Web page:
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"Yes, ma'am, a deal better; but where am
I, and who is it with me?"

"You are in your own pretty cottage, and
Miss Laura is with you. You expected me
home, did you not?"

"Oh thank God; who sent you, dear Miss
Laura? How isbut may-be I had best not
ask just while I am so weak. Is the dear boy

"Yes, quite well; and Bella is much better.
I have sent her for a few days to L——, with
Mrs. Maythorn; the sea air will do her

"Oh, thank youthank youdear young
lady for the thought. I seem so bound up in
that dear child, that nothing could comfort
me for her loss. How good and kind you are,
Missyou do all so well and so quietly!"

"Yes, Fanny, dear," said Thomas, coming
from behind the curtain and stooping to kiss
his wife. "Miss Laura has saved you and
Bella, and me too, for I could'nt have lived
if you had died; and has found me work;
and all without making one great present, or
doing anything one could speak about. I'll
tell you what it is, wife, dear, Miss Isabel
does all for the best, but it is just as she feels
at the moment. Now Miss Lauraif I may
be so bold to speak, MissMiss Laura does
not give to please her own feelings, but to do
good. I can't say it well, but do you say it
for me, Miss; I want Fanny to know the
right words, to teach the little ones by-and-
bye. You know what I wish to say, Miss

"Yes Thomas," said Laura, blushing, "but
I do not say you are right. You mean, I
think, that my sister acts from impulse, and I
from principle. Is that it?"

"I suppose that's it, Miss," said Thomas,
considering, and apparently not quite satisfied.

"You have no harder meaning, I am sure,"
said Laura, quietly, "because I love my sister
very much."

"Certainly not, Miss," returned Thomas.
"But, myself, if I may take the liberty of
gratefully saying so, I prefer to be acted to on
principle, and think it a good deal better than



The mention in a recent number of the
extreme cruelty practised on calves, has
drawn forth the following statement from a
correspondent,—a clergyman in Bedfordshire:—

"A member of my family was witness to
the following act of barbarity, viz., that of
plucking the feathers from a duck while yet
alive. Upon being expostulated with, the
man replied that it was a common practice,
'we half break their necks, then pluck
them while they are warm, and then finish
them off,' This act of cruelty was witnessed
in Brighton Market. If the above will at all
assist you in exposing the atrocities which are
practised on the brute creation, I shall be
thankful. The public generally (save a few
gross sensualists) have only, it is to be hoped,
to be told what is practised on many articles
of consumption, to make them protest against
such wanton insults on God's workmanship."

The only means of accounting for such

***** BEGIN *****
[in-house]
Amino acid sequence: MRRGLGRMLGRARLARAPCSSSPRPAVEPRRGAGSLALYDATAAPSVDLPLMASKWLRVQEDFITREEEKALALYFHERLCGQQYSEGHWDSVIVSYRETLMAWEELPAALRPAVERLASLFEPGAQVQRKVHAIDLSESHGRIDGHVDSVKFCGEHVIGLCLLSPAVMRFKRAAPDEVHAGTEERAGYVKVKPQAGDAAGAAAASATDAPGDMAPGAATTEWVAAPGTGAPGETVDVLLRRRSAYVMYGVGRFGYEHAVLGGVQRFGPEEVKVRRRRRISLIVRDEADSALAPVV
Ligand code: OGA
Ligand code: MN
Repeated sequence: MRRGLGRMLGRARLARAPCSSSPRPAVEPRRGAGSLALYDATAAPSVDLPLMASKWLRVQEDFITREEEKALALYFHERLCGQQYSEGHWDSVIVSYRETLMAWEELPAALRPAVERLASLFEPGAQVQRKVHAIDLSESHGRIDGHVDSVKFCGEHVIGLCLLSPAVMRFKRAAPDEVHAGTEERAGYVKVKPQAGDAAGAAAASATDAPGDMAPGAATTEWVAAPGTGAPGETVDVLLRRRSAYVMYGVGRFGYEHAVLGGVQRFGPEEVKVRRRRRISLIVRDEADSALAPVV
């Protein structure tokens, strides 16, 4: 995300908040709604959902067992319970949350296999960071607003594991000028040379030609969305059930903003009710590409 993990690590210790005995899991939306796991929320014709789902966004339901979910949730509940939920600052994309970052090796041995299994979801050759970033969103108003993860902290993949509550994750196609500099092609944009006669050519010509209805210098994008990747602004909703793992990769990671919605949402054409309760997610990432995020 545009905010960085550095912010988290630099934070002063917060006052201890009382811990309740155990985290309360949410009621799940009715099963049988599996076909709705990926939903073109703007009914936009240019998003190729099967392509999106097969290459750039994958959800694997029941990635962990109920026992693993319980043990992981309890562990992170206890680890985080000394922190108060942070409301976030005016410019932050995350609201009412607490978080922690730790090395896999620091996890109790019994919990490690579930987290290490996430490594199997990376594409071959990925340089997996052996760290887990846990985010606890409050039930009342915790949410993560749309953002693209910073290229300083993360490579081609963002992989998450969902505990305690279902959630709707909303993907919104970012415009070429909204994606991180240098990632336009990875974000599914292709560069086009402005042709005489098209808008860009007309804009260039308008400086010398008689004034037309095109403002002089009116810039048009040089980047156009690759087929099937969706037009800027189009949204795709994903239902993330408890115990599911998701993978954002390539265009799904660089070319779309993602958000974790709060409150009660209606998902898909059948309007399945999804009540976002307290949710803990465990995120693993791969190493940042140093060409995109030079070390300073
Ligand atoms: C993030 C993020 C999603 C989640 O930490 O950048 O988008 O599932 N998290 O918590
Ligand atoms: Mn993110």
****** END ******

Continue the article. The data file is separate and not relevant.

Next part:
irrational cruelty, is the supposition that the
offending poulterers imagine ducks to be
endowed by nature with no more feeling than

The savage indifference with which
unappreciable agonies are systematically inflicted
upon sentient creatures, strikes us occasionally
with wonder. The police reports have lately
revealed a case which nothing but the best
testimony could render credible. A
correspondent of the Times Newspaper was some
weeks since walking in the Walworth Road,
when he saw several persons assembled round
the shop of a butcher; half a dozen men were
endeavouring to force two bullocks into a
slaughter-house. The butcher's journeyman
struck one of the animals on the legs with
a broom handle, which had a sharp pointed
spike. The door of the slaughter-house was
very narrow; the man got a rope and fixed
it tightly round the horns of the bullock, and
some of them then pulled this from the inside
of the slaughter-house; the others were
beating the brute behind and pushing it on.
He saw one of the butchers twisting the
animal's tail till he doubled it up, and the
bones were dislocatedat least, he was led to
think so by the right angle formed by the two
portions of the tail. The man's hands were
covered with blood which flowed from the
tail; and he rubbed the dislocated parts
together, which caused the poor animal to moan
most piteously. Several of the bystanders
expressed their disgust.

The fellows were brought before the
Lambeth magistrate by the Society for the
Prevention of Cruelty to Animals; but
unfortunately the principal witness mistook one
of the offenders for another personhis
brother. The complaint, therefore, from that
legal informality, broke down.

The defendants appeared to treat the mere
pulling a bullock through a passage too small
for its comfortable admission, with ropes tied
to its horns; the pushing it with goads from
behind; the agonising twisting of its tail; as
matters of the most perfect indifference. In
his exultation at getting off, one of them
facetiously promised the magistrate, in answer
to an expostulation as to the narrowness of
the passage, "that, to oblige his Worship, he
would make the place big enough to admit a
full-grown elephant, or a hippopotamus."

We have in former articles shown that
this sort of brutality is of every-day occurrence,
and perpetrated in the regular way of
business. Use begets insensibility. We have
no doubt that the poulterer and butchers
concerned in the atrocities we have detailed,

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